The Visit movie review

September 14, 2015

M. Night Shyamalan has had a bit of a losing streak lately. Both critically panned and box office flops, his movies for the past nine years have been awful and people are starting to lose patience. While I can confidently say it’s not a full return to greatness, Shyamalan has finally found his stride with his new contribution to the found-footage genre. Creating a dark blend of comedy and horror, Shyamalan presents The Visit – a trip to grandmas gone wrong.

Right off the bat, brother and sister Rebecca (Olivia DeJonge) and Tyler (Ed Oxenbould) are thrust into an unfamiliar situation. After their lonely mother, Paula (Kathryn Hahn), who is recovering from a divorce, contacts their grandparents (Peter McRobbie & Deanna Dunagan), Rebecca and Tyler are invited to spend a week with them. Sure enough, things aren’t what they seem, as the kids realize that grandma and grandpa may be hiding a secret. The film effectively manages to build fear and preys on the fact that, to many kids, old people can be creepy and gross. The actors performances inject life into the script despite its mediocre writing. The grandparents in particular give a wonderful performance. From their first on-screen appearance, you can see that there’s something not quite right with them – maybe it’s the way grandma has a habit of facing the wall, cackling to herself or perhaps it’s Pop-Pop’s (Rebecca and Tyler’s nickname for grandpa) suspicious habit of regularly visiting the cabin storing bags of… something. Either way, both steal the spotlight when put on camera.

Rebecca is the older sister and self-proclaimed filmmaker prodigy. Throughout the movie, she flip flops from pretentious smart aleck in one scene only to make the dumbest life threatening decisions next. While there is an attempt to redeem her with some sympathy about her past, it comes off as heavy handed and really could have been left out of the film. However her backstory, which in fear of spoiling I won’t discuss, works well with her character – so I can’t complain too much. Special shoutouts to Tyler – the younger brother who provides the film with most of its laughs while still managing to be a character grounded in reality. Some of the best laughs of the film come from Tyler rapping and replacing swear words with celebrity names such as “Katy Perry”.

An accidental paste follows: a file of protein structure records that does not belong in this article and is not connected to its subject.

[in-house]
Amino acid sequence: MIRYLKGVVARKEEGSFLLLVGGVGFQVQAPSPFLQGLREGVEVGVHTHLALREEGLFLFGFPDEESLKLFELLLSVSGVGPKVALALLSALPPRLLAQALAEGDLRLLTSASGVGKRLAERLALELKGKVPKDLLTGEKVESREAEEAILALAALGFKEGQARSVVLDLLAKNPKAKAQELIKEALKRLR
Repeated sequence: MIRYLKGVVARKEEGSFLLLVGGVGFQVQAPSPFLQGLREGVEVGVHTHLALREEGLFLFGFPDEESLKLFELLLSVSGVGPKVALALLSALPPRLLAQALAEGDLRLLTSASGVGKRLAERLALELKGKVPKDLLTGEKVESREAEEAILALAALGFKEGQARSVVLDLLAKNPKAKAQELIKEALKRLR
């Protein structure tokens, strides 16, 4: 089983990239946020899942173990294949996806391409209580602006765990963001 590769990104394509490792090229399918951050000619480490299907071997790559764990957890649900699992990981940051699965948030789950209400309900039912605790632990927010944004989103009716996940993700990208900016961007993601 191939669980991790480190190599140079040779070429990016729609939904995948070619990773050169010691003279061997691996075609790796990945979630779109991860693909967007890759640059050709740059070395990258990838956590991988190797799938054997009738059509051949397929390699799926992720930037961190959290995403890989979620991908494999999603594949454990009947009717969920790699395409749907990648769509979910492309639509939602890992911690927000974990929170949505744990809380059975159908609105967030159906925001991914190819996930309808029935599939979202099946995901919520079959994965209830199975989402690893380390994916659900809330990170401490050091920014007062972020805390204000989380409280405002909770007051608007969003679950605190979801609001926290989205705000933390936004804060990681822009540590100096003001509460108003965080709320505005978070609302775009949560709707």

The best aspect of the film is how it can be absolutely terrifying one moment only to have you laughing out loud the next. One particular scene had me squirming in my seat, yelling “Close the door”, and laughing aloud at Tyler’s remarks in a span of seven seconds. Shyamalan manages a balancing act that keeps a sense of tension while allowing jokes to be regularly streamlined into the movie while somehow keeping a sense of urgency.

So, you might be thinking this must be a great film with no flaws, huh? Well, no. It has an incredibly slow beginning where I was honestly bored, yet the film managed to still reel me in with eerie night scenes. The movie also tries to give the characters a tragic backstory with their divorced father and I admit it was seamlessly implemented well in the beginning, but by the end of the film it started to come off as forced and is practically being shoved down your throat. As it is a Shyamalan movie, it does contain a twist that, despite not explaining everything in the movie, is still hands down one of his best, and managed to turn the movie’s sense of urgency up to 11. If a friend tells you he figured out the twist beforehand, he’s a liar.


Great horror with great comedy.

see it in theaters

What I Liked:

Horror/comedy blend.

Tyler and grandparents acting.

Most intense game of Yahtzee of all time.


What I Didn’t:

Rebecca (SHUT UP!)

Forced melodrama

Very slow start


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About the Contributor
Photo of Max Bowman
Max Bowman, Writer

Maxwell Bowman is a junior who adores writing and can't wait to contribute to this year's newspaper and many to come. He is currently a very attractive...

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